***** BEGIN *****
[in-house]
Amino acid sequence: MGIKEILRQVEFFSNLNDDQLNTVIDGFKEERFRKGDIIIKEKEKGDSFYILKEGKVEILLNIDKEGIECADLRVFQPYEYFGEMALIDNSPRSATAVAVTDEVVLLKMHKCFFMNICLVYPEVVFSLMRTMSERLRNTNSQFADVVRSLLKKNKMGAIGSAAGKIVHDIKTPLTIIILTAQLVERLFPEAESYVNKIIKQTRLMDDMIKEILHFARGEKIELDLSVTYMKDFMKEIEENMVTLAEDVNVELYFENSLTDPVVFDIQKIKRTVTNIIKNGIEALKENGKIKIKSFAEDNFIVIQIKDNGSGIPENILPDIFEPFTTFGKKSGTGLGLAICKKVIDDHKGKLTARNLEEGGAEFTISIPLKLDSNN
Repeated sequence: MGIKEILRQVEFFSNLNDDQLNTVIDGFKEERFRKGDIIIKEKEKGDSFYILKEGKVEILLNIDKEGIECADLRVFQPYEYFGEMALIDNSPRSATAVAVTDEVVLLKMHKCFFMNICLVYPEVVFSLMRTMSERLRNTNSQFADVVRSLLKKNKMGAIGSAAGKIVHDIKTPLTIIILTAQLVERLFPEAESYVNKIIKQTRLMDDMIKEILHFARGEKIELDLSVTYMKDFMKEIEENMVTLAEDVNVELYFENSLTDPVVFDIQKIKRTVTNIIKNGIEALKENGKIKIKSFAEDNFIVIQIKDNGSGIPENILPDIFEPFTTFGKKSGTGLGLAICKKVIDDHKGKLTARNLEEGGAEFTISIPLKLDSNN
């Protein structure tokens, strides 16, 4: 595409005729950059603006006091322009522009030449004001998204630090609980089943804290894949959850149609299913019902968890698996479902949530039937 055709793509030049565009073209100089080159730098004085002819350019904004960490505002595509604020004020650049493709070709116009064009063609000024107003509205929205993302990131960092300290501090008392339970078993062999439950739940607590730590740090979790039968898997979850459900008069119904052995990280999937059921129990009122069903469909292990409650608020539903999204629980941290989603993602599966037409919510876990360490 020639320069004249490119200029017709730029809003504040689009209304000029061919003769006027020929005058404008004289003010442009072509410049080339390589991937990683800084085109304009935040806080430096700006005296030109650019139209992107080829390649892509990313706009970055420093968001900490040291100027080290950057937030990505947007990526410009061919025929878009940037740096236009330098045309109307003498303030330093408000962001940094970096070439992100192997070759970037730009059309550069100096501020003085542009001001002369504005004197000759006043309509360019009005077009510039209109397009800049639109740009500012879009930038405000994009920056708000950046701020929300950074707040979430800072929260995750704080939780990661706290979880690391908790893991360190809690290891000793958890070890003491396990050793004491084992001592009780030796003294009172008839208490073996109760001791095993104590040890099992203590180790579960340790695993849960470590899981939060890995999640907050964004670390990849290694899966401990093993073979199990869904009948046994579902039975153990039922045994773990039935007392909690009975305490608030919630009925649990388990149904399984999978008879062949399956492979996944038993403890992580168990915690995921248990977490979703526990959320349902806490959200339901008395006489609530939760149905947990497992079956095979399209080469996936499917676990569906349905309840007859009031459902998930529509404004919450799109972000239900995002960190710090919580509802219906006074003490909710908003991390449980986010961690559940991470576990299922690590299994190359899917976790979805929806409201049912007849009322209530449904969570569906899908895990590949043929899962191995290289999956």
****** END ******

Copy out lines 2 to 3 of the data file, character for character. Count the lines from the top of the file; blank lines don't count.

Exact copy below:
Amino acid sequence: MGIKEILRQVEFFSNLNDDQLNTVIDGFKEERFRKGDIIIKEKEKGDSFYILKEGKVEILLNIDKEGIECADLRVFQPYEYFGEMALIDNSPRSATAVAVTDEVVLLKMHKCFFMNICLVYPEVVFSLMRTMSERLRNTNSQFADVVRSLLKKNKMGAIGSAAGKIVHDIKTPLTIIILTAQLVERLFPEAESYVNKIIKQTRLMDDMIKEILHFARGEKIELDLSVTYMKDFMKEIEENMVTLAEDVNVELYFENSLTDPVVFDIQKIKRTVTNIIKNGIEALKENGKIKIKSFAEDNFIVIQIKDNGSGIPENILPDIFEPFTTFGKKSGTGLGLAICKKVIDDHKGKLTARNLEEGGAEFTISIPLKLDSNN
Repeated sequence: MGIKEILRQVEFFSNLNDDQLNTVIDGFKEERFRKGDIIIKEKEKGDSFYILKEGKVEILLNIDKEGIECADLRVFQPYEYFGEMALIDNSPRSATAVAVTDEVVLLKMHKCFFMNICLVYPEVVFSLMRTMSERLRNTNSQFADVVRSLLKKNKMGAIGSAAGKIVHDIKTPLTIIILTAQLVERLFPEAESYVNKIIKQTRLMDDMIKEILHFARGEKIELDLSVTYMKDFMKEIEENMVTLAEDVNVELYFENSLTDPVVFDIQKIKRTVTNIIKNGIEALKENGKIKIKSFAEDNFIVIQIKDNGSGIPENILPDIFEPFTTFGKKSGTGLGLAICKKVIDDHKGKLTARNLEEGGAEFTISIPLKLDSNN